Friday, March 13, 2009

What, me worry? (if the local paper folds)

Here's the grabby lede from the latest Pew survey:

As many newspapers struggle to stay economically viable, fewer than half of Americans (43%) say that losing their local newspaper would hurt civic life in their community "a lot." Even fewer (33%) say they would personally miss reading the local newspaper a lot if it were no longer available.

Read more here.

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At 3/13/09, 1:51 PM, Anonymous rw said...

Doug, why publish this report, or give it any attention? Did you do any research on this study's parameters?

The Pew Institute only interviewed 3,615 people, over the phone, for this study.

First of all, how do 3,615 people represent all of America?

Secondly, do smart people actually answer telemarketing calls? You have to wonder about the demographics of this study.

Third, this study was completed in August of 2008. How is this news?

This link could have helped you, had you done the proper research, to decide whether or not this study is legit:

Check it out:

At 3/16/09, 1:17 AM, Blogger Doug Fisher said...


I'm familiar with Pew's methodology, and it is fairly rigorous.

As a sample that meets various sampling requirements, a sample of 3,615 can be quire represntative of the underlying population. In fact, it is a fairly large sample as sampling goes. (For an answer to your question of how it can be representative -- within certain limits -- I'd ask you to spend some time with any introductory college text on sampling, polling and statistics.)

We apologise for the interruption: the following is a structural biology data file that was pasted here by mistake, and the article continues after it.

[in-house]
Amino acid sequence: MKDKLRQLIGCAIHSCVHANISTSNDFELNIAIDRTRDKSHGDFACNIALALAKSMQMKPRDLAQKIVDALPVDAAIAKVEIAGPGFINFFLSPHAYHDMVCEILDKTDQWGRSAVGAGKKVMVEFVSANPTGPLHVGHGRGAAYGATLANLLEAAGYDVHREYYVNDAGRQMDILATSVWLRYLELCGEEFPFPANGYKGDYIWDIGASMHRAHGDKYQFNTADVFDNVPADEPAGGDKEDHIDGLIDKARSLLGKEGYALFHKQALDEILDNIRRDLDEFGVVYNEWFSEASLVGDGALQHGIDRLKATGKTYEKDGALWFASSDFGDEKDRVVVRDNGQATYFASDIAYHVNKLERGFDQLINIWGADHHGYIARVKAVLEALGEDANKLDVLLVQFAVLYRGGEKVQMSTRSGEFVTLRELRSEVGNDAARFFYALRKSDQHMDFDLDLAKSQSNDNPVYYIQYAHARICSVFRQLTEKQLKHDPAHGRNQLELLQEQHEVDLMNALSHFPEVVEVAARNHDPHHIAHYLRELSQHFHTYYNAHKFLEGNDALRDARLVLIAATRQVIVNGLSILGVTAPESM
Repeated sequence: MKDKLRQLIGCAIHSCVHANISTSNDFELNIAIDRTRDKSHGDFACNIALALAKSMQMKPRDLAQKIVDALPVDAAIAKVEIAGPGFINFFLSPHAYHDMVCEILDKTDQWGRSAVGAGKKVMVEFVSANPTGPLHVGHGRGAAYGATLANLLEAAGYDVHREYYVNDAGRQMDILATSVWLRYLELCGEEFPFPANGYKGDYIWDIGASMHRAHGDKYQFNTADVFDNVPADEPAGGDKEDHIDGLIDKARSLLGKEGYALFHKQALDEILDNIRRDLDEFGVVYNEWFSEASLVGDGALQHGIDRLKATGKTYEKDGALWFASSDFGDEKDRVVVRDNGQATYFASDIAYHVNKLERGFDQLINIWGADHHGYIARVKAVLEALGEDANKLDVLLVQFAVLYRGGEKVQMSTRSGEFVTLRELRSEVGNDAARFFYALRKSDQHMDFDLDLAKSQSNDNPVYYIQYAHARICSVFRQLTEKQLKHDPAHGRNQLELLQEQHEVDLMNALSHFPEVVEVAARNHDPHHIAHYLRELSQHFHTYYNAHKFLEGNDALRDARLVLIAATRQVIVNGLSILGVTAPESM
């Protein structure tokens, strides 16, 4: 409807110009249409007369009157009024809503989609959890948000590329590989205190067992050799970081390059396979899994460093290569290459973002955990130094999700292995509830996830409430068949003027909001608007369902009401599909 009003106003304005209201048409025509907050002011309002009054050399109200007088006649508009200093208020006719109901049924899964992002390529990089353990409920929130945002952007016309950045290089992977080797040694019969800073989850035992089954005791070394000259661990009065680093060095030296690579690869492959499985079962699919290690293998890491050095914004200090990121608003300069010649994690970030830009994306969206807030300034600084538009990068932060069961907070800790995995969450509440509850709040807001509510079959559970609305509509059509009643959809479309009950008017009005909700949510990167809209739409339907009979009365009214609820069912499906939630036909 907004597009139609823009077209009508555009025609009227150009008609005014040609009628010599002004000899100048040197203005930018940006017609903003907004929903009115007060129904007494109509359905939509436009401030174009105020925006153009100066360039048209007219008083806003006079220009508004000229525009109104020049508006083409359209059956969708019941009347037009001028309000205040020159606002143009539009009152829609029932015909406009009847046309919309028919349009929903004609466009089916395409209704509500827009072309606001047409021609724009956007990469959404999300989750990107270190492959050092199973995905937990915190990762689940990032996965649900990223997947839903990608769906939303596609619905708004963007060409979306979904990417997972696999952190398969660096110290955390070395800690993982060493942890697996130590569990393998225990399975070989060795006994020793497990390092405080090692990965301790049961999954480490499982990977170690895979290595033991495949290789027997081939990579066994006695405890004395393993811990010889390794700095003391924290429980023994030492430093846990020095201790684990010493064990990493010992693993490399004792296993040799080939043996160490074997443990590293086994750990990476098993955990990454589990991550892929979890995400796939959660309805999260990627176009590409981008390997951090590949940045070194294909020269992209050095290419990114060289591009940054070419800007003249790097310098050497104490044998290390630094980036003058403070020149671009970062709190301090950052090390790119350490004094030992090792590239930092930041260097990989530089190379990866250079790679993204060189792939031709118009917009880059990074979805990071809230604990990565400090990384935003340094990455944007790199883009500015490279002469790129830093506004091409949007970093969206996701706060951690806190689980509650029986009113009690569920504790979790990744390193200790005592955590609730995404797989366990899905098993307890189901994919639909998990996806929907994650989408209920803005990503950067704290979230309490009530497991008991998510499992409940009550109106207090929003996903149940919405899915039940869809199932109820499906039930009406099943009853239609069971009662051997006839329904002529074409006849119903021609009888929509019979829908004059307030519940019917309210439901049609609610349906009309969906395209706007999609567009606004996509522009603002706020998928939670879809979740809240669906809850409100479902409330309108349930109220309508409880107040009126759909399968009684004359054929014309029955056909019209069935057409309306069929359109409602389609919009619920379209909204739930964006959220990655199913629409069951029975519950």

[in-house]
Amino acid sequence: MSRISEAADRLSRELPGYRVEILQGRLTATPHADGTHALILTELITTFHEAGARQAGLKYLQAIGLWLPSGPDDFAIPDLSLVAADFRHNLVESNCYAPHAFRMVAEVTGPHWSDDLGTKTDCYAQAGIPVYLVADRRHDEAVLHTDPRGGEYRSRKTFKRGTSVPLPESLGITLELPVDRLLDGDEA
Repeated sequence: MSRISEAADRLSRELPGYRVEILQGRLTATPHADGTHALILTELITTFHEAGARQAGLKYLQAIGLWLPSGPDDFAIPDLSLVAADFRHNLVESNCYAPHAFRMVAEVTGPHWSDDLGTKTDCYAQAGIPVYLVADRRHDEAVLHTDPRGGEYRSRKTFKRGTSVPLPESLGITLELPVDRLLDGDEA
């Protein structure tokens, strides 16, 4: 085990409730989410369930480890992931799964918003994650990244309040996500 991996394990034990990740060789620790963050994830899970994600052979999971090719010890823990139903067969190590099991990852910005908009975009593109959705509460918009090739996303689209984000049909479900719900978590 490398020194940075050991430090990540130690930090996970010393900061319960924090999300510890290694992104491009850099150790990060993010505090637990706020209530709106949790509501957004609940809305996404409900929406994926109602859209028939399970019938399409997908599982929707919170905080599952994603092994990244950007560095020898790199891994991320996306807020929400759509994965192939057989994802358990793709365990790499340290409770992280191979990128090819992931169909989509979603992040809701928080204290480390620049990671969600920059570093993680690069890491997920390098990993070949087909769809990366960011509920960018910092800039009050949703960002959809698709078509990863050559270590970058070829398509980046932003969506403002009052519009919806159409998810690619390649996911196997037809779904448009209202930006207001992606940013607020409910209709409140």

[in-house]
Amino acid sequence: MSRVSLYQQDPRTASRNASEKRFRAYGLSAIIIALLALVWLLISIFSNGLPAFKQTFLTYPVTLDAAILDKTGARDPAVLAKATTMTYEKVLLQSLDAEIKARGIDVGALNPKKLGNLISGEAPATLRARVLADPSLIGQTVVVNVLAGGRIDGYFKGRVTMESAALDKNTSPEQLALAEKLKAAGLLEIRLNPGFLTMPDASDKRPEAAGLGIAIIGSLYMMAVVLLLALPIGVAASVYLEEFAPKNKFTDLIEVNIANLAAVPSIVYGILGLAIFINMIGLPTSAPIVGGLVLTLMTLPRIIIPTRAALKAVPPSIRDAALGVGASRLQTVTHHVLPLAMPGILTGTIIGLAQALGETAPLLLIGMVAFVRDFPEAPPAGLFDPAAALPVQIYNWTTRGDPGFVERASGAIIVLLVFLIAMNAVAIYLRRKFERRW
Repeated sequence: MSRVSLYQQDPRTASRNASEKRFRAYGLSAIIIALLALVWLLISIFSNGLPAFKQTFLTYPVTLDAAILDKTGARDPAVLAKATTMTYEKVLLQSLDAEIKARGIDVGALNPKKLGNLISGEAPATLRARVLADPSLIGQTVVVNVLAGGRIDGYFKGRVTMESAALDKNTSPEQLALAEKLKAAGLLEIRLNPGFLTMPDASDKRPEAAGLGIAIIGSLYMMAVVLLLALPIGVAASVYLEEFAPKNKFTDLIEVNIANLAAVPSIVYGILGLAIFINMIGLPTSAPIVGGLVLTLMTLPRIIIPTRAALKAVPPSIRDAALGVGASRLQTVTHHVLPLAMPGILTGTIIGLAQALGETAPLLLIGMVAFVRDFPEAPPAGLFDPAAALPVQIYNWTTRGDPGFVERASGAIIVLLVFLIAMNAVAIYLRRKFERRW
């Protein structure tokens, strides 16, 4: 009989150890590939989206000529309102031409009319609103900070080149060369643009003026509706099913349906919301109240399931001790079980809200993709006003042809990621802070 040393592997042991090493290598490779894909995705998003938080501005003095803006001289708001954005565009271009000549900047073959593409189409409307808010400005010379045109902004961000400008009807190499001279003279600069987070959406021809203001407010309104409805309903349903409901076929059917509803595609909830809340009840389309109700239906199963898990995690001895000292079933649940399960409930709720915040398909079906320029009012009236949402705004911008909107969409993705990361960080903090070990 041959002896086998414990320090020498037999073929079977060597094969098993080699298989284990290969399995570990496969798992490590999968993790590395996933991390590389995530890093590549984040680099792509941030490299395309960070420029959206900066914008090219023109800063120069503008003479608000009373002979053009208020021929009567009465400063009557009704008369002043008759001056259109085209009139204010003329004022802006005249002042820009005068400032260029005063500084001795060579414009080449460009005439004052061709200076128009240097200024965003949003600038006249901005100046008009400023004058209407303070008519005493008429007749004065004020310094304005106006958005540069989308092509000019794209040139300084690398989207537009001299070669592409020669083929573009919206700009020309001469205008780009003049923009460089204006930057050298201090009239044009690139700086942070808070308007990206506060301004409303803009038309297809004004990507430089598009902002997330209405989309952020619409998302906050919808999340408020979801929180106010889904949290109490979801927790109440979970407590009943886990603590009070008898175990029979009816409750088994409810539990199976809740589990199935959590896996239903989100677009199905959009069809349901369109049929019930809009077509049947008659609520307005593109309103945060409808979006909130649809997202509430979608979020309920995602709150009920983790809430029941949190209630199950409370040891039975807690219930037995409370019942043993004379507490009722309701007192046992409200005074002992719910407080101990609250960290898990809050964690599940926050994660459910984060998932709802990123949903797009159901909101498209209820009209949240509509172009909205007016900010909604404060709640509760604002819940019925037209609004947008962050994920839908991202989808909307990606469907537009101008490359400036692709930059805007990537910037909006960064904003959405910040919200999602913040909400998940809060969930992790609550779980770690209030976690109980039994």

There will be some outlying groups for which it is less representative (some of that is adjusted for with weighting), but, frankly, those groups are less likely to read the paper (and, frankly, papers are less likely to want them as readers).

Yes, people do answer such calls. I recently finished a telephone survey using random digit dialing and the demographics of our sample are quite near what the census shows.

Pew also is pretty transparent in its methodology. I read your link. I get advance notice of a lot of Pew's work. And there's nothing to make me think the results are not particularly representative.

It's news because Pew results get lots of attention. Part of my job on this blog is pointing out things to folks that they are likely to hear about (and that I feel are relevant and have some validity at least as to method) and direct them to the source material so they can judge for themselves.

At 3/16/09, 1:32 AM, Blogger Doug Fisher said...

Oh, BTW, I should have clarified on the last comment - the results about whether people would miss their papers do not come from August, but from a survey March 6-9. (The top of the Pew story was a little confusing on that. At the bottom, however, it was made clear.) It was a sample of 1,001 adults (which still can be highly representative).

You'll find the details at


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